How can a peaceful divorce help your child?

Florida parents like you have several concerns when going through a divorce. One of them is how your child will fare through the ordeal. Divorce is a difficult thing for anyone to go through, especially a kid.

Is there any way to make this process an easier one? Can you do anything to limit the amount of damage your child faces?

Breaking news of divorce to your child

Kids Health discusses ways for parents to help their children through divorce. Many of these ways focus on how you handle the divorce itself. The other crucial point is how you first break the news. After all, this will set a tone for the rest of the split.

Thus, collaborative divorces often fare better than high conflict divorces. If you and your co-parent want to work things out in as peaceful a way as possible, this is one more reason to do so. The lack of aggression is apparent to your child. They will feel more at ease without it. Also, it helps for co-parents to present a unified front. This helps your child retain a feeling of stability in a very unstable time.

Working together with your co-parent

When dealing with talk of the split, make sure that you display that you are on the same page. Work out what you want to talk about beforehand. Rehearse it if you need to. Do not hold discussions after you have had arguments, as your child will likely be able to pick up on it. Above all, reassure them that they are not at fault and that you love them. This provides them with the stability and certainty they need to keep moving forward.

The stress relief potential of collaborative divorce

Tension and stress debilitate the body. While there are some stresses that are part and parcel with everyday living, it is in a person’s best interest to reduce the amount of any extra stress they take on. Failure to do so risks a person’s physical, mental and emotional states — which may lead to slips in judgment, communication and action.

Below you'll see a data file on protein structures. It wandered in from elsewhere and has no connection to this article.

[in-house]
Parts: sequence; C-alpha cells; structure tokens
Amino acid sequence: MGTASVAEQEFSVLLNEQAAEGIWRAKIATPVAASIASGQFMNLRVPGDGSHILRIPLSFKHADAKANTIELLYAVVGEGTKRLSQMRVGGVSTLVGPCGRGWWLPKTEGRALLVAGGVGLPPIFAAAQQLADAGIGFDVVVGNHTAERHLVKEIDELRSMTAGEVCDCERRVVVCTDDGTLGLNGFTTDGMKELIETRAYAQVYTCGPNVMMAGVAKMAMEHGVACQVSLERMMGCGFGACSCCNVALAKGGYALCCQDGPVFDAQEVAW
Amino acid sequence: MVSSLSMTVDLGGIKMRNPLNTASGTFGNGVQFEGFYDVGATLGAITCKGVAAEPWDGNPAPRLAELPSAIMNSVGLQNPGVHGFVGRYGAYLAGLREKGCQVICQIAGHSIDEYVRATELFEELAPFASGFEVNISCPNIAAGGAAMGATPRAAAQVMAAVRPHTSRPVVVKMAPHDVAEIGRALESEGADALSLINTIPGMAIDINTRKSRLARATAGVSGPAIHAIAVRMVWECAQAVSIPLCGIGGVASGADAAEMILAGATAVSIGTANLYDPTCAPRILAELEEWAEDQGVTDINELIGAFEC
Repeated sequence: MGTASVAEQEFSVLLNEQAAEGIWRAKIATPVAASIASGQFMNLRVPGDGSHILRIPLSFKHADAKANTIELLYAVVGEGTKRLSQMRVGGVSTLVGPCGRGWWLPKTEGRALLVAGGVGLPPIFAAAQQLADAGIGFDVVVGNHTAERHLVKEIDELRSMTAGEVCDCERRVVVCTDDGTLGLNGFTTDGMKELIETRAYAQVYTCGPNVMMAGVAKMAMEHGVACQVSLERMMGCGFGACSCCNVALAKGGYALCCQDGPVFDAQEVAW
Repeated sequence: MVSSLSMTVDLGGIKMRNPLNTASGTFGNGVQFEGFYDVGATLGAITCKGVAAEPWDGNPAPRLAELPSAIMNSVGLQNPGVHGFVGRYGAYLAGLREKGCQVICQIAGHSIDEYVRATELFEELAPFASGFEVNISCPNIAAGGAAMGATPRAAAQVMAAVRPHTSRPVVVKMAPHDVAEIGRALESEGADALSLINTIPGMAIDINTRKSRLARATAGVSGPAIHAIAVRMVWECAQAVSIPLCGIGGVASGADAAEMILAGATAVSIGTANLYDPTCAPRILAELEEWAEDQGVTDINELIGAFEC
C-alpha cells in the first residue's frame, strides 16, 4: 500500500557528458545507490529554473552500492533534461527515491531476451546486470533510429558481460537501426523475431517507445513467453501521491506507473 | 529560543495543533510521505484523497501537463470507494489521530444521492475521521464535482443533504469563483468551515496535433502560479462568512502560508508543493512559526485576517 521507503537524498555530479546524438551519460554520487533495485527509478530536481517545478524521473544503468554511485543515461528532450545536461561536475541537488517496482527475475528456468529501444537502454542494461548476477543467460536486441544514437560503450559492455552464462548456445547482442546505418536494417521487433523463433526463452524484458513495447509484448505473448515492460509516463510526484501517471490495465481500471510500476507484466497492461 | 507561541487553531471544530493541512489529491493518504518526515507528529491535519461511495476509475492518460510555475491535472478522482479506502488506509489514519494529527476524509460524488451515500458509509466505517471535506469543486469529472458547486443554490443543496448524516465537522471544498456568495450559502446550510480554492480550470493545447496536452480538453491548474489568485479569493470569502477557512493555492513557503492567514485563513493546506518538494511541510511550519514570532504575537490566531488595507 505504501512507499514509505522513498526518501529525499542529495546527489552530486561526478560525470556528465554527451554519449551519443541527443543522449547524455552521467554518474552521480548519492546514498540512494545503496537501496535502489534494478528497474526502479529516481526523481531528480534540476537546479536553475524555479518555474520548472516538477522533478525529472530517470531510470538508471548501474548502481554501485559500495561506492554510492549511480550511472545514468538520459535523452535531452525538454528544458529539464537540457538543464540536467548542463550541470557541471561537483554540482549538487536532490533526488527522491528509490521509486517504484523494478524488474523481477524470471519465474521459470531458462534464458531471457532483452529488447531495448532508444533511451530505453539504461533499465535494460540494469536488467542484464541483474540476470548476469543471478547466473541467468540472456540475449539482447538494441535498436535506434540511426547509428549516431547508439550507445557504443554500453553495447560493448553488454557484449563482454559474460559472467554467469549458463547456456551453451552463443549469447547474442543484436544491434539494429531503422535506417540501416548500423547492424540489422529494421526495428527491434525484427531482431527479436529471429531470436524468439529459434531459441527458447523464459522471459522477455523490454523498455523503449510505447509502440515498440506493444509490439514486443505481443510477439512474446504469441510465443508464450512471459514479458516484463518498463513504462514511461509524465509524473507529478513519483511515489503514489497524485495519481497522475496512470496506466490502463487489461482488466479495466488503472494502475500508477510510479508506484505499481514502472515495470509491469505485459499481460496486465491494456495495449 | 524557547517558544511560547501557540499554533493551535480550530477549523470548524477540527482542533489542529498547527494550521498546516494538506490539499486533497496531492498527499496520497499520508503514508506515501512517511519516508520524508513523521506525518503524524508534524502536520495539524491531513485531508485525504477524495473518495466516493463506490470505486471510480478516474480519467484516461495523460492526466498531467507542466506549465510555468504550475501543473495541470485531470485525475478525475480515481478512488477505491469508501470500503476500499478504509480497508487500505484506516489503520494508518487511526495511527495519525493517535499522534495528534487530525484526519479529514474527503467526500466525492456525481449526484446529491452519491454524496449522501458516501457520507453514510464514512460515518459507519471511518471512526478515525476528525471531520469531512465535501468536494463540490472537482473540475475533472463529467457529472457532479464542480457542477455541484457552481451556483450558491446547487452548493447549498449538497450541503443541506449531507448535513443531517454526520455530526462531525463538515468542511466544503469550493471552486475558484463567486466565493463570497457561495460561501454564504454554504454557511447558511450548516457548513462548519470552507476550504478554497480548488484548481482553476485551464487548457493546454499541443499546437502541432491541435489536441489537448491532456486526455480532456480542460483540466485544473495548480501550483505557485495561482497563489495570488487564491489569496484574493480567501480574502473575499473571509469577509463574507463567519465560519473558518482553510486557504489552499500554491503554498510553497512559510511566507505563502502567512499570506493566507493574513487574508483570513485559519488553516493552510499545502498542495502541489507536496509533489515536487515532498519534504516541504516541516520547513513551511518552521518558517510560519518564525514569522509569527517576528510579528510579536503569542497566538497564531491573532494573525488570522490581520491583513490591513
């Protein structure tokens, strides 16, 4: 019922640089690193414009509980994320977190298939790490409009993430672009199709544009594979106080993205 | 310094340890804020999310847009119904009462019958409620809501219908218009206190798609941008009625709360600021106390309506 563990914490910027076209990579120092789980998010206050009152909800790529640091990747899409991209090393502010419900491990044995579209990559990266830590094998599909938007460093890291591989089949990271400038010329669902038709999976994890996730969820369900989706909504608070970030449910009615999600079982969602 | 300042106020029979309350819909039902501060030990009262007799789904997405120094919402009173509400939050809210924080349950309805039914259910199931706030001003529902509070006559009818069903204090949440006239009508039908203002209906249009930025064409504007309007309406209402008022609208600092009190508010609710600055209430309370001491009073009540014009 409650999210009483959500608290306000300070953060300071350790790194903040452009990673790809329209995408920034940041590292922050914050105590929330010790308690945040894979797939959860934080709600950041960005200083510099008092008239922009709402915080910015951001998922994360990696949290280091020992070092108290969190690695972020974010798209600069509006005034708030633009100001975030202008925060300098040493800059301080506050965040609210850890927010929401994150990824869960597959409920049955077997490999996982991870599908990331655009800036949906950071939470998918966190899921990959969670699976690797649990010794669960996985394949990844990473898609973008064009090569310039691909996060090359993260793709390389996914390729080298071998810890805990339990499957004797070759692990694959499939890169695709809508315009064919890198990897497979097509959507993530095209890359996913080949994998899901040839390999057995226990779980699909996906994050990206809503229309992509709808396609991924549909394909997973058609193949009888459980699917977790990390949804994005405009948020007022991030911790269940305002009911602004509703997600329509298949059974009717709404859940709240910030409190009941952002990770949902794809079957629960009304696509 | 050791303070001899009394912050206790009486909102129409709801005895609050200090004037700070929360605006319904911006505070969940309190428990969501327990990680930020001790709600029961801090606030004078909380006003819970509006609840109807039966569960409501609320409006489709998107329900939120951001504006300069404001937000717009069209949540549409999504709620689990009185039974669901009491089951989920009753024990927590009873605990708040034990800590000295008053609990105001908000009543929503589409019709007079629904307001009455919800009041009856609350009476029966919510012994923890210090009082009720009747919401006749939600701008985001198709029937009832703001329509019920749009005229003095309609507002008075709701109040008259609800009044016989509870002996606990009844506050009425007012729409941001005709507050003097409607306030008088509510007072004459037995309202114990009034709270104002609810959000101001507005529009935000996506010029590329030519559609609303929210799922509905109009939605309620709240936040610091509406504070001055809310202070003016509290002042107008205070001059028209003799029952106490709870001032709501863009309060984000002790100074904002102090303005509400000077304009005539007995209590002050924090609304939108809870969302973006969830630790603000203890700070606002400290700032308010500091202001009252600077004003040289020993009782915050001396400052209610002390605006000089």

During a divorce, those slips can create chaos and misunderstanding between two spouses. As WebMD points out, stress-related ailments and complaints accounts for over 75% of doctors visits. Exacerbating the stress of a normal, adult life with a stressful divorce stacks on a person and may adversely affect their future.

Identifying the effects of stress

WebMD defines two types of stress: eustress and distress. Distress is the sort of negative impact that a nasty and disorganized divorce may produce. Distress leads to overworked thoughts and weary bodies. Symptoms of distress can include elevated blood pressure, chest pains and trouble sleeping. These symptoms can play a part in other problems like chronic headaches and anxiety. All these issues make the legal process of separation that much worse to work through.

Avoiding stress with collaboration

Much as one spouse may dislike the other in a divorce, the tools for cooperation and negotiation still exist. A collaborative divorce attempts to settle disputes with out-of-court methods. As Florida statute states: “The collaborative law process…preserves a working relationship between the parties and reduces the emotional and financial toll of litigation.”

Divorce puts stress on every party involved, but it does not have to create problems that lead to health risks and poor management of the process. Setting aside the time to settle things out-of-court may lead to a smoother transition that keeps everyone’s stress levels lower.